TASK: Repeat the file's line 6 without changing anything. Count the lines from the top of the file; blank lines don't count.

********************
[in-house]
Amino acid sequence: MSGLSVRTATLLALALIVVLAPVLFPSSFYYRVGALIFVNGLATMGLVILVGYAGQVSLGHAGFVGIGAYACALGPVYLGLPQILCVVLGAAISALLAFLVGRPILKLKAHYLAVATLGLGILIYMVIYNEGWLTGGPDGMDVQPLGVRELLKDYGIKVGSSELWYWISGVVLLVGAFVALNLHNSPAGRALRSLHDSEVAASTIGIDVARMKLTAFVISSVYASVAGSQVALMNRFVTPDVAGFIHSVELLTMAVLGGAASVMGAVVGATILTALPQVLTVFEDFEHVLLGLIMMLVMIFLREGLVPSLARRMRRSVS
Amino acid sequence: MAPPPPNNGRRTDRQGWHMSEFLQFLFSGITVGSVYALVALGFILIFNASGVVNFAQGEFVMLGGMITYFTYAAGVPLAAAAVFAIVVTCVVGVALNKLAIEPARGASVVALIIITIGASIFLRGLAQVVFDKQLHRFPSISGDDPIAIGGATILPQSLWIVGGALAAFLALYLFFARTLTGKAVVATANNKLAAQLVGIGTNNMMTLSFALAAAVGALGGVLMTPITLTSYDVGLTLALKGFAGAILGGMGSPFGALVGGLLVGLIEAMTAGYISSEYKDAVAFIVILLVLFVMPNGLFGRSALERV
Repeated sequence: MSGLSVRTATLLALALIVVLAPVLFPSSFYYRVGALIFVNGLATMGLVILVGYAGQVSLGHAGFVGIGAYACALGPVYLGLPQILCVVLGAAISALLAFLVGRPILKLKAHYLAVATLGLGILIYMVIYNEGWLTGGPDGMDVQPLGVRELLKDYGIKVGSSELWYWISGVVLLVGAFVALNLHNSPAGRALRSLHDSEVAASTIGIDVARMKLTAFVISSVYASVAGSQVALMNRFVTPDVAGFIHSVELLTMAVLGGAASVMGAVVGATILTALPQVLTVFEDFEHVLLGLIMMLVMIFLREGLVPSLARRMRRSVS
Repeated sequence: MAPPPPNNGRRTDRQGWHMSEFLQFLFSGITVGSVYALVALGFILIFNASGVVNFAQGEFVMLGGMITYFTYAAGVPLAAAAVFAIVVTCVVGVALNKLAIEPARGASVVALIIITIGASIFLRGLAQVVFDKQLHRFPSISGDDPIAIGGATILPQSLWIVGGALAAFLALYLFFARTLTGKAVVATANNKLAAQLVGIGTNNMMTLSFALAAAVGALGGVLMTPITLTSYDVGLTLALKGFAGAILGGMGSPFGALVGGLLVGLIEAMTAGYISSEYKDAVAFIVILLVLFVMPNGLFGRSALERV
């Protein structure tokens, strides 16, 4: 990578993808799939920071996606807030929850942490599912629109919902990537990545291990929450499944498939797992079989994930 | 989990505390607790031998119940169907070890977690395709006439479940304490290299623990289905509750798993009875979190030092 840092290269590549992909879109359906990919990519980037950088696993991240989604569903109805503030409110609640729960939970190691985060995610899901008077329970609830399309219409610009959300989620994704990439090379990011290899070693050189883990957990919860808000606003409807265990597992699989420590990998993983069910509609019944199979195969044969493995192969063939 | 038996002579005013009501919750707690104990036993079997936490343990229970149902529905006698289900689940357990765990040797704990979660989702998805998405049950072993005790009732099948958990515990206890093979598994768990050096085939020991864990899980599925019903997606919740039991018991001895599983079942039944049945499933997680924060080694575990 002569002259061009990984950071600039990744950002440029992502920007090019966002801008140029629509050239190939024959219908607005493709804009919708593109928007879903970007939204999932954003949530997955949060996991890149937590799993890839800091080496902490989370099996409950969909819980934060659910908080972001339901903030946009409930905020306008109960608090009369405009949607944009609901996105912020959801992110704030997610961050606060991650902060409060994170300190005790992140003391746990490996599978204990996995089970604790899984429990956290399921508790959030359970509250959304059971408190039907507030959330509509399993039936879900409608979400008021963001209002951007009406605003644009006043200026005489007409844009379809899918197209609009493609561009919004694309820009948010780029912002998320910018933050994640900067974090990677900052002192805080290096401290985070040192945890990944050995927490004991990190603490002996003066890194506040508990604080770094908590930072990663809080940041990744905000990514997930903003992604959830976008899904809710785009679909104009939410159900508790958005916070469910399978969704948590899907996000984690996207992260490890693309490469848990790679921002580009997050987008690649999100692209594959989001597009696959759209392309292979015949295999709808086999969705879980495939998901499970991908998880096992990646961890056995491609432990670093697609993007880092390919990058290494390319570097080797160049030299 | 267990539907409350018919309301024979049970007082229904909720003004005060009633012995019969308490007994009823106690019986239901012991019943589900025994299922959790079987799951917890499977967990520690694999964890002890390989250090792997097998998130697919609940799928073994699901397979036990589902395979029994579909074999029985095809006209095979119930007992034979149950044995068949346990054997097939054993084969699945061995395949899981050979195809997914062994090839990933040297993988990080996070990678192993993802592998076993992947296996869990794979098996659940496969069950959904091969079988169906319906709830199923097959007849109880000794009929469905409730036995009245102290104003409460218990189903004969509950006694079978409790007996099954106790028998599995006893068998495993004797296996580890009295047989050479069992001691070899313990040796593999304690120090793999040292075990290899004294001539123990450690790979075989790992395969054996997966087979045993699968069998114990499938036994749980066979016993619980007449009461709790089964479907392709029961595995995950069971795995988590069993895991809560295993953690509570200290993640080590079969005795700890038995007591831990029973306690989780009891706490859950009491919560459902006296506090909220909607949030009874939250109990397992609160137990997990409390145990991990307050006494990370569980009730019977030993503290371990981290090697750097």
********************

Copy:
């Protein structure tokens, strides 16, 4: 990578993808799939920071996606807030929850942490599912629109919902990537990545291990929450499944498939797992079989994930 | 989990505390607790031998119940169907070890977690395709006439479940304490290299623990289905509750798993009875979190030092 840092290269590549992909879109359906990919990519980037950088696993991240989604569903109805503030409110609640729960939970190691985060995610899901008077329970609830399309219409610009959300989620994704990439090379990011290899070693050189883990957990919860808000606003409807265990597992699989420590990998993983069910509609019944199979195969044969493995192969063939 | 038996002579005013009501919750707690104990036993079997936490343990229970149902529905006698289900689940357990765990040797704990979660989702998805998405049950072993005790009732099948958990515990206890093979598994768990050096085939020991864990899980599925019903997606919740039991018991001895599983079942039944049945499933997680924060080694575990 002569002259061009990984950071600039990744950002440029992502920007090019966002801008140029629509050239190939024959219908607005493709804009919708593109928007879903970007939204999932954003949530997955949060996991890149937590799993890839800091080496902490989370099996409950969909819980934060659910908080972001339901903030946009409930905020306008109960608090009369405009949607944009609901996105912020959801992110704030997610961050606060991650902060409060994170300190005790992140003391746990490996599978204990996995089970604790899984429990956290399921508790959030359970509250959304059971408190039907507030959330509509399993039936879900409608979400008021963001209002951007009406605003644009006043200026005489007409844009379809899918197209609009493609561009919004694309820009948010780029912002998320910018933050994640900067974090990677900052002192805080290096401290985070040192945890990944050995927490004991990190603490002996003066890194506040508990604080770094908590930072990663809080940041990744905000990514997930903003992604959830976008899904809710785009679909104009939410159900508790958005916070469910399978969704948590899907996000984690996207992260490890693309490469848990790679921002580009997050987008690649999100692209594959989001597009696959759209392309292979015949295999709808086999969705879980495939998901499970991908998880096992990646961890056995491609432990670093697609993007880092390919990058290494390319570097080797160049030299 | 267990539907409350018919309301024979049970007082229904909720003004005060009633012995019969308490007994009823106690019986239901012991019943589900025994299922959790079987799951917890499977967990520690694999964890002890390989250090792997097998998130697919609940799928073994699901397979036990589902395979029994579909074999029985095809006209095979119930007992034979149950044995068949346990054997097939054993084969699945061995395949899981050979195809997914062994090839990933040297993988990080996070990678192993993802592998076993992947296996869990794979098996659940496969069950959904091969079988169906319906709830199923097959007849109880000794009929469905409730036995009245102290104003409460218990189903004969509950006694079978409790007996099954106790028998599995006893068998495993004797296996580890009295047989050479069992001691070899313990040796593999304690120090793999040292075990290899004294001539123990450690790979075989790992395969054996997966087979045993699968069998114990499938036994749980066979016993619980007449009461709790089964479907392709029961595995995950069971795995988590069993895991809560295993953690509570200290993640080590079969005795700890038995007591831990029973306690989780009891706490859950009491919560459902006296506090909220909607949030009874939250109990397992609160137990997990409390145990991990307050006494990370569980009730019977030993503290371990981290090697750097």